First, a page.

Bar chart showing the per cent of patients filling mental health-related prescriptions (subsidised and subsidised and under co-payment) by states and territories in 2019–20. New South Wales had 9.3% of the population filling subsidised prescriptions, Vic (9.1%), Qld (10.8%), WA (9.6%), SA (11.6%), Tas (14.2%), ACT (7.0%), NT (4.7%), Australian total (9.7%). When considering subsidised and under co-payment prescriptions: NSW (16.1%), Vic (16.4%), Qld (19.0%), WA (17.9%), SA (19.0%), Tas (22.6%), ACT (16.5%), NT (10.0%), Australia total (17.2%). Refer to Table PBS.2.

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Source data: Mental health-related prescriptions 2019–20 tables (1.2MB XLSX).

The proportion of people filling mental health-related subsidised and under co-payment prescriptions in 2019–20 was lowest for the youngest age groups (0.2% of people aged 0–4 years, 4.3% of people aged 5–11 years and 8.2% of people aged 12–17 years), increasing by age group to 42.1% for people aged 85 years and over (Figure PBS.2). A higher proportion of females filled mental health-related prescriptions than males (20.4% and 14.0% of the respective populations). A greater proportion of people living in Inner regional areas were dispensed with mental health-related medications (21.1% of the Inner regional population), followed by people living in Outer regional areas (18.9%), Major cities (16.4%), Remote (13.5%) and Very remote (7.9%) areas.

Figure PBS.2: People (per cent of the population) dispensed with mental health-related prescription (subisided and  under co-payments), by patient demographics.

Horizontal bar chart showing the per cent of people filling mental health-related prescriptions (subsidised and under co-payment), by patient demographics for 2019–20. Rates were lowest for people aged 0–4 years (0.2% age specific population) gradually increasing to the highest rate for those 85 years and over (42.1%). The proportion of females (20.4%) filling prescriptions was higher than males (14.0%). Rates varied among patient area of usual residence: Major cities (16.4% of the Major City population), Inner regional (21.1%), Outer regional (18.9%), Remote (13.5%) and Very remote (7.9%). Refer to Table PBS. 4.

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Source data: Mental health-related prescriptions 2019–20 tables (1.2MB XLSX)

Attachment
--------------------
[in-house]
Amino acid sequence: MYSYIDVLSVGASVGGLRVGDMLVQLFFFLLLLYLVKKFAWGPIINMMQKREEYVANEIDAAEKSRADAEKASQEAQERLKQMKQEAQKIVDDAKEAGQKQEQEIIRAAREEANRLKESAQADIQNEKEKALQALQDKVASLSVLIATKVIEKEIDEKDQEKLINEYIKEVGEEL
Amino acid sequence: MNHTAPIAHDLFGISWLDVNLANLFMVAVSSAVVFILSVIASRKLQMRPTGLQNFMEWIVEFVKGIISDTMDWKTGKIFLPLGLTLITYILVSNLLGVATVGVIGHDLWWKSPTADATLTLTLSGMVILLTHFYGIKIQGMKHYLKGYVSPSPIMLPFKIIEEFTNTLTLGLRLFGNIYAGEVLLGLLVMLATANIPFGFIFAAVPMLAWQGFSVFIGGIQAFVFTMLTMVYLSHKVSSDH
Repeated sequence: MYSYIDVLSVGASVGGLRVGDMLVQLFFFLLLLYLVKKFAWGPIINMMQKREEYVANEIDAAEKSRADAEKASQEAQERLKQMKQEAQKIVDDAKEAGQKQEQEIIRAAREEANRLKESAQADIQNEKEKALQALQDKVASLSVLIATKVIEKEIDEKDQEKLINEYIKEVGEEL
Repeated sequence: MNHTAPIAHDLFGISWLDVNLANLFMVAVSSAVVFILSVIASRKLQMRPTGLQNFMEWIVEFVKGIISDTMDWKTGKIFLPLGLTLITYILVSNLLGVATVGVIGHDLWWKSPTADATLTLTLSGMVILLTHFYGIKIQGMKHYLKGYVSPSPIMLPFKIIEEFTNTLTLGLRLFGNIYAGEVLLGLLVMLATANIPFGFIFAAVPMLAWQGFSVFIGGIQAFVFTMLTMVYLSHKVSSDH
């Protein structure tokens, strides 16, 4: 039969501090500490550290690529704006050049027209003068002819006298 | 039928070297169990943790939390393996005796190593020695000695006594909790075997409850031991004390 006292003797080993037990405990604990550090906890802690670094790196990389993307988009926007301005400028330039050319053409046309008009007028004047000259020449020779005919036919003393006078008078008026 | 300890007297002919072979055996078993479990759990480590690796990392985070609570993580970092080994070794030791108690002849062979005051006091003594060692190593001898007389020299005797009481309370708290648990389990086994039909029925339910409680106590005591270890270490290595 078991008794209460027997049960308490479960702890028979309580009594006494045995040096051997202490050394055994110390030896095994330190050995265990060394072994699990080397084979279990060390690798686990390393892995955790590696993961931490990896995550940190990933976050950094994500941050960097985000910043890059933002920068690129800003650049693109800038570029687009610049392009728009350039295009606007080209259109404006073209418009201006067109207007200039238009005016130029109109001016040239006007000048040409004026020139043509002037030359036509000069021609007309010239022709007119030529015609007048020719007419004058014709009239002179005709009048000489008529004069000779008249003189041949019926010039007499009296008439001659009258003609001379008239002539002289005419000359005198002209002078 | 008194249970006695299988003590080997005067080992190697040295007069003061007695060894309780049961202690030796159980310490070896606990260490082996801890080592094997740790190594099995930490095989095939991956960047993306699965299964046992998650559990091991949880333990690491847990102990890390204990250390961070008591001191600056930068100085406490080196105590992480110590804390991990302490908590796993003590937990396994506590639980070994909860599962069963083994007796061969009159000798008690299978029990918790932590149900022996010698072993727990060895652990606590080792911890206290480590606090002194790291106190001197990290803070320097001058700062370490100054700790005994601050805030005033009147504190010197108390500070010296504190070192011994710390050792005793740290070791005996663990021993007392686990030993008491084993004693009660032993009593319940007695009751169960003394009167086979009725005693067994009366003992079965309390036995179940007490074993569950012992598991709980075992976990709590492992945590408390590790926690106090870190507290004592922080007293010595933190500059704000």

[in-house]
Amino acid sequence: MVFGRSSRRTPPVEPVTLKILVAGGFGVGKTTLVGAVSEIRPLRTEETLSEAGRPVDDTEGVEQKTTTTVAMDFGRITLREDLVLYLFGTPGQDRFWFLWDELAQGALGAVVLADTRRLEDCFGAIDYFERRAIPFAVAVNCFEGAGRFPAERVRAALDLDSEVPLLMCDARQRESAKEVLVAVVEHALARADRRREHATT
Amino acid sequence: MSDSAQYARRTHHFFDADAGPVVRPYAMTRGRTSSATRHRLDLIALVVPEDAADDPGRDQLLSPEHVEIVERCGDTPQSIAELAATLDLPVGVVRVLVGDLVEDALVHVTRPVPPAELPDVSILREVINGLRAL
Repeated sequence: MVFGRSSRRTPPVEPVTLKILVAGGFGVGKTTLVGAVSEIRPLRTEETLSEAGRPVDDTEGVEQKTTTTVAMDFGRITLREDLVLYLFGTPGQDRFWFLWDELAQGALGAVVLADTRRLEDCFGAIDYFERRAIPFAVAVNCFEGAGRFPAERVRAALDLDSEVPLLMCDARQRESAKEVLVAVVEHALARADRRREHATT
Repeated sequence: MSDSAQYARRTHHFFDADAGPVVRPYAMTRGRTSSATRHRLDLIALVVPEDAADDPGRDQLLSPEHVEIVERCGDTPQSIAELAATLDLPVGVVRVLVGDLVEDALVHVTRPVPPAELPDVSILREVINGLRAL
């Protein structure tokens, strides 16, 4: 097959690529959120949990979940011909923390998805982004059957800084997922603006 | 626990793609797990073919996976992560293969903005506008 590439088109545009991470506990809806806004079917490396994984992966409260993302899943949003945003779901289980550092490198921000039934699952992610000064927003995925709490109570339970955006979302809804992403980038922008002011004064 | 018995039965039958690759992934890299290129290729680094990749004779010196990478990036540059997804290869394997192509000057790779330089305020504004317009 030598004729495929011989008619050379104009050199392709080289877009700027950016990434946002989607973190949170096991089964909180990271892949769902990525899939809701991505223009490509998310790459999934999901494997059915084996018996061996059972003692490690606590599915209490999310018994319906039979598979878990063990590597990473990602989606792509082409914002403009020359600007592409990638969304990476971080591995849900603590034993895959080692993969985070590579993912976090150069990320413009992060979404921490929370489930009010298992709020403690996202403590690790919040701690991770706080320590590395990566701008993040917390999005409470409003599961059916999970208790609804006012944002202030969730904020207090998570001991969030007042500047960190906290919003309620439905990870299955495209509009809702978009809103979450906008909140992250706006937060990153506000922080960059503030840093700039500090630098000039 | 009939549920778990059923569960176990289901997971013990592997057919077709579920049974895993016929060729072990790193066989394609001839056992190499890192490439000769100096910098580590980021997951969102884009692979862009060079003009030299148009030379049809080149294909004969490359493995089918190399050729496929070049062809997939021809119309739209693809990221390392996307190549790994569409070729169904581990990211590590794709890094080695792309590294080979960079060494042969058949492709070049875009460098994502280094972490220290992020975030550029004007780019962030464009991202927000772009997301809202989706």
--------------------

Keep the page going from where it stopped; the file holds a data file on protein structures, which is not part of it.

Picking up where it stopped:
The population rate for females aged 85 and over filling mental health‑related prescriptions (subsidised and under co‑payment), was higher than all other age groups for all drug types, except for Psychostimulants, agents used for ADHD and nootropics where those aged 12–17 had the highest population rate. A similar pattern was seen in males except the highest population rate for Psychostimulants, agents used for ADHD and nootropics was for those aged 5–11. When comparing males and females, a higher proportion of males were dispensed Psychostimulants, agents used for ADHD and nootropics, while a higher proportion of females were dispensed Anxiolytics, hypnotics and sedatives, and Antidepressants. The rates for Antipsychotics were the same for males and females.

Over time

The proportion of the population filling PBS and RPBS subsidised and under co-payment mental health-related prescriptions has risen from 16.6% in 2015–16 to 17.2% in 2019–20. The proportion of people filling subsidised mental health-related prescriptions has declined by an average of 0.9% per year over the same period, from 10.1% in 2015–16 to 9.7% in 2019–20 (Figure PBS.3). 

Figure PBS.3: People (per cent of population) dispensed with mental health-related prescriptions, 2007-08 to  2019-20.

Line chart showing the rate (per cent of the population) of filled mental health-related subsidised prescriptions, and subsidised and co-payment prescriptions, by year. Rates of subsidised prescriptions have fluctuated from a high of 11.2% (in 2007–08) and a low of 9.6 in 2018–19. Rates for total prescriptions filled (subsidised and under co-payment) are only available from 2012–13 and have been steadily increasing from 15.9% in 2012–13 to 17.2% in 2019–20. Refer to Table PBS.3.